Rocco Baldelli will continue his unlikely comeback with Triple-A Durham, according to Marc Topkin of the St. Petersburg Times.
Baldelli was hired as a special assistant minor league coach with the Rays this season, however he decided to continue his playing career last month. The 28-year-old batted .283/.298/.370 with four doubles and six RBI in 12 games with High-A Charlotte. He was 3-for-4 with a walk on Thursday, playing in back-to-back games for the first time.
Baldelli batted a meager .253/.311/.433 with seven homers, 23 RBI and a 744 OPS in 150 at-bats with the Red Sox last season, so expectations aren’t particularly high for him at this point, but there’s a chance he could be promoted when rosters expand in September.
The Reds announced on Tuesday that starter Scott Feldman underwent season-ending arthroscopic surgery on his right knee. The right-hander was placed on the disabled list with knee inflammation on Friday.
Feldman, 34, made 21 starts this season, posting a 4.77 ERA with a 93/35 K/BB ratio in 111 1/3 innings. He’s a free agent after the season but may have to settle for a minor league deal going into 2018 given his age and recent injury woes.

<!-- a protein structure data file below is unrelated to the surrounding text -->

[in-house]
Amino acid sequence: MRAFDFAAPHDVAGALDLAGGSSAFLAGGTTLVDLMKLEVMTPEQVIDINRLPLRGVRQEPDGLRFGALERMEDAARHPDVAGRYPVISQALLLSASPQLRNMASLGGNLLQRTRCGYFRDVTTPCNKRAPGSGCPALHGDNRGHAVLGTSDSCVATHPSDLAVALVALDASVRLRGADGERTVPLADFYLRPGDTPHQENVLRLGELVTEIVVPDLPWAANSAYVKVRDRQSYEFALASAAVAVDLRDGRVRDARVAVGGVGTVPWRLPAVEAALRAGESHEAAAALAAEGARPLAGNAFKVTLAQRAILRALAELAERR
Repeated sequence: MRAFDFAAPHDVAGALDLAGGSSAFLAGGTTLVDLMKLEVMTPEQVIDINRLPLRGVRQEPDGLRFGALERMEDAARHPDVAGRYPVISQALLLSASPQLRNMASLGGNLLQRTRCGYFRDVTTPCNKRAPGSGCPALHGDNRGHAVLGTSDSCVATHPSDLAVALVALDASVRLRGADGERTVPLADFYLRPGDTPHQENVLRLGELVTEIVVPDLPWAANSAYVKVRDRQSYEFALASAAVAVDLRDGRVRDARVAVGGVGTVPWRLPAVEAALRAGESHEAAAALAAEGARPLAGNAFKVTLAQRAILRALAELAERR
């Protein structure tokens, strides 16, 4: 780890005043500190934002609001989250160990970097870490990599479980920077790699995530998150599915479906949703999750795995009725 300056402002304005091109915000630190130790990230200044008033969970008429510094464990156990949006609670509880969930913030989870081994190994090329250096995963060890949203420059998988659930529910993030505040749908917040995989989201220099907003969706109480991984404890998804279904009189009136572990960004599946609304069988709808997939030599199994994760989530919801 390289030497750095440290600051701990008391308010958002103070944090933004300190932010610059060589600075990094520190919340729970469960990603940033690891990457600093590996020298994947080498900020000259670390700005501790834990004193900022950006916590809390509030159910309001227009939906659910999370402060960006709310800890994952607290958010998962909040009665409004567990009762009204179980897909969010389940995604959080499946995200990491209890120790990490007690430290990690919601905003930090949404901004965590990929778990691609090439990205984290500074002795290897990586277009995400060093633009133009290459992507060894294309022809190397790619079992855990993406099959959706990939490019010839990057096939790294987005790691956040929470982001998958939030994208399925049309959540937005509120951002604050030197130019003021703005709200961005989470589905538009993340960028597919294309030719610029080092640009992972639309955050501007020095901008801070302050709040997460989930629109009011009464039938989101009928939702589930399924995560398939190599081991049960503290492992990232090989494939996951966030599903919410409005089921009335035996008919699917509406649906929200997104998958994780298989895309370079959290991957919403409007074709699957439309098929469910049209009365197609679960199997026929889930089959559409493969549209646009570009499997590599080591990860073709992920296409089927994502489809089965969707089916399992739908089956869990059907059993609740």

Following an embarrassing scene at Fenway Park earlier this year in which Orioles outfielder Adam Jones was taunted with racial slurs and had peanuts thrown at him, Major League Baseball will implement a universal code of conduct for fans at major league ballparks starting next season, ESPN’s Scott Lauber reports.
MLB spokesman Michael Teevan said, “We are working with the clubs on security and fan conduct initiatives at all of our ballparks. We will be issuing a league-wide fan code of conduct for the 2018 season.”
As Lauber notes, every team has its own code of conduct but some are more thorough than others. The Red Sox added “hate speech” to their code of conduct after the Jones incident and Major League Baseball, unsurprisingly, wants to make sure fans at every ballpark are clear on what behaviors will and will not be tolerated.
Since the Jones incident, Major League Baseball has been encouraging teams to be more inclusive, though Kennedy clarified that “there’s not been any directive or mandate.”